A small minority were in various other trades: blacksmiths, millers, mechanics, shopkeepers, “ministers of the gospel” and one great-great-grandmother who proudly listed herself on the census as a “Taylor” owning a “Taylor shop.” The only woman in my ancestry before the 20th century to list a profession of any kind other than “keeping house.” Which, mind you, was a real, and difficult, job back in the day. You try feeding a dozen people three meals a day from scratch, with no refrigerator or freezer. I can’t even imagine how much work that would have been!

My great-great grandmother, Jane Shaw Kelly, the tailor.
Jane Shaw Kelly, the tailor.

My family has been in the New World for 200+ years on all sides—most branches back to the 18th century and earlier—but aside from one well-documented colonial New England line, I don’t actually know where most of them came from. I can make educated guesses based on oral history, surnames and where they fetched up (mostly Virginia and the Carolinas), but that’s as far as I can go. No one was keeping detailed records on the frontier, and many records in more settled parts of the South were burned in the Civil War.

DNA says I am about a third to half Irish, about a quarter Scandinavian (Scots of Viking descent), with good-sized bits of British, German, and French, and a seasoning of southern European (Spanish and Italian) and Middle Eastern (from one line of Sephardic Jews). In other words, a typical American mutt.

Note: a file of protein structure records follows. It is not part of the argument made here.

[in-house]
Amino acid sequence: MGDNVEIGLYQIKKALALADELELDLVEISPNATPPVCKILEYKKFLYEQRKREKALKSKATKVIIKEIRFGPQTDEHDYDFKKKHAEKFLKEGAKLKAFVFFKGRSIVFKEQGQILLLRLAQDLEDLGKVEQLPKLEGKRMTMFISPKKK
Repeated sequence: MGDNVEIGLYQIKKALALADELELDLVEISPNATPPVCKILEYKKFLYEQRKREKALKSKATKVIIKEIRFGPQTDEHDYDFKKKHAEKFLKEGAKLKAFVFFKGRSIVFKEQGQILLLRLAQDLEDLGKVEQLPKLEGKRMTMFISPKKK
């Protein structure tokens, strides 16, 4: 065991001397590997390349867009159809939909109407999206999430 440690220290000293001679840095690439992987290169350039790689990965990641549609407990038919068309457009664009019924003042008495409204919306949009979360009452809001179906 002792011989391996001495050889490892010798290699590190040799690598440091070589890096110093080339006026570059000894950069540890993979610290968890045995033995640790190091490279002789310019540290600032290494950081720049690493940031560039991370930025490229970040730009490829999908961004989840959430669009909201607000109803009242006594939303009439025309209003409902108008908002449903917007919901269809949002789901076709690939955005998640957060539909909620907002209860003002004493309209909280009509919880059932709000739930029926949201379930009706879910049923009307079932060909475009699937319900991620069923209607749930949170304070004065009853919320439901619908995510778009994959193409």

So, OK, the Jewish/Middle Eastern part was mildly surprising, but no major revelations there. However, some patterns do emerge.

Family traditions and practices are very powerful. Many scientists believe that our genes can actually be shaped by environment, with changes evident in as little as one generation. If that is so, then surely several generations in America and centuries of farming must have had some small influence on my genome, right?

It recently struck me that I am the first generation of my family in recorded time not to have at least a kitchen garden, if not an entire working farm. Even my dad grew up on a farm, and has turned his city lot into a kitchen garden in retirement. I definitely feel that need to grow things. I need to be outside. Apartment life does not feel right to me. It does not fit the pattern. It is claustrophobic. That there may be a biological reason for this unease is comforting, maybe?

My great-great grandfather, Stephen Alonzo Cole, and his favorite horse.
A great-great grandfather, Stephen Alonzo Cole, and his favorite horse in front of his barn.

I also like to work with my hands. I would much rather make or build something than sit in a cubicle or manage people. Do I feel the need to knit, quilt, and sew because generations of my grandmothers did? Do I like to take apart machinery and fix up old furniture because some of my grandfathers were blacksmiths and carpenters? Could be.

As for the Baptist “ministers of the gospel,” I don’t know what to make of them. They may have simply been con men. But they were most likely good with words, even if they were barely literate!